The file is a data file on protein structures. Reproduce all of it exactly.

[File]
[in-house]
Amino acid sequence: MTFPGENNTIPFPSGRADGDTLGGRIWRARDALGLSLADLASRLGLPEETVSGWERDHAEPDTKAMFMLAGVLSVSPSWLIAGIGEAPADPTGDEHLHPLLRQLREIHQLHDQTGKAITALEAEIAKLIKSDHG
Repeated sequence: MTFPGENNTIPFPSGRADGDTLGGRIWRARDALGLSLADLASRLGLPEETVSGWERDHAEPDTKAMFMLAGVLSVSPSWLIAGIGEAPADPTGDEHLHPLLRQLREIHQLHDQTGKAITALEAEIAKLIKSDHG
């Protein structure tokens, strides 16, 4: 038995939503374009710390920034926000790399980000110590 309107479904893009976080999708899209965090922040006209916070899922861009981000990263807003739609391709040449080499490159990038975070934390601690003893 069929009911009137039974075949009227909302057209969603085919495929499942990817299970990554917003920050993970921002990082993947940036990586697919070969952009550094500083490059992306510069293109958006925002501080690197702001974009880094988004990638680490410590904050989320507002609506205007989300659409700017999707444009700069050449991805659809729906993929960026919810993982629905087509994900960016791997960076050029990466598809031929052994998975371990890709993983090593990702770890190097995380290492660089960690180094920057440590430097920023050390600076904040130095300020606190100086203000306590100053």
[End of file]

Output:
[in-house]
Amino acid sequence: MTFPGENNTIPFPSGRADGDTLGGRIWRARDALGLSLADLASRLGLPEETVSGWERDHAEPDTKAMFMLAGVLSVSPSWLIAGIGEAPADPTGDEHLHPLLRQLREIHQLHDQTGKAITALEAEIAKLIKSDHG
Repeated sequence: MTFPGENNTIPFPSGRADGDTLGGRIWRARDALGLSLADLASRLGLPEETVSGWERDHAEPDTKAMFMLAGVLSVSPSWLIAGIGEAPADPTGDEHLHPLLRQLREIHQLHDQTGKAITALEAEIAKLIKSDHG
């Protein structure tokens, strides 16, 4: 038995939503374009710390920034926000790399980000110590 309107479904893009976080999708899209965090922040006209916070899922861009981000990263807003739609391709040449080499490159990038975070934390601690003893 069929009911009137039974075949009227909302057209969603085919495929499942990817299970990554917003920050993970921002990082993947940036990586697919070969952009550094500083490059992306510069293109958006925002501080690197702001974009880094988004990638680490410590904050989320507002609506205007989300659409700017999707444009700069050449991805659809729906993929960026919810993982629905087509994900960016791997960076050029990466598809031929052994998975371990890709993983090593990702770890190097995380290492660089960690180094920057440590430097920023050390600076904040130095300020606190100086203000306590100053």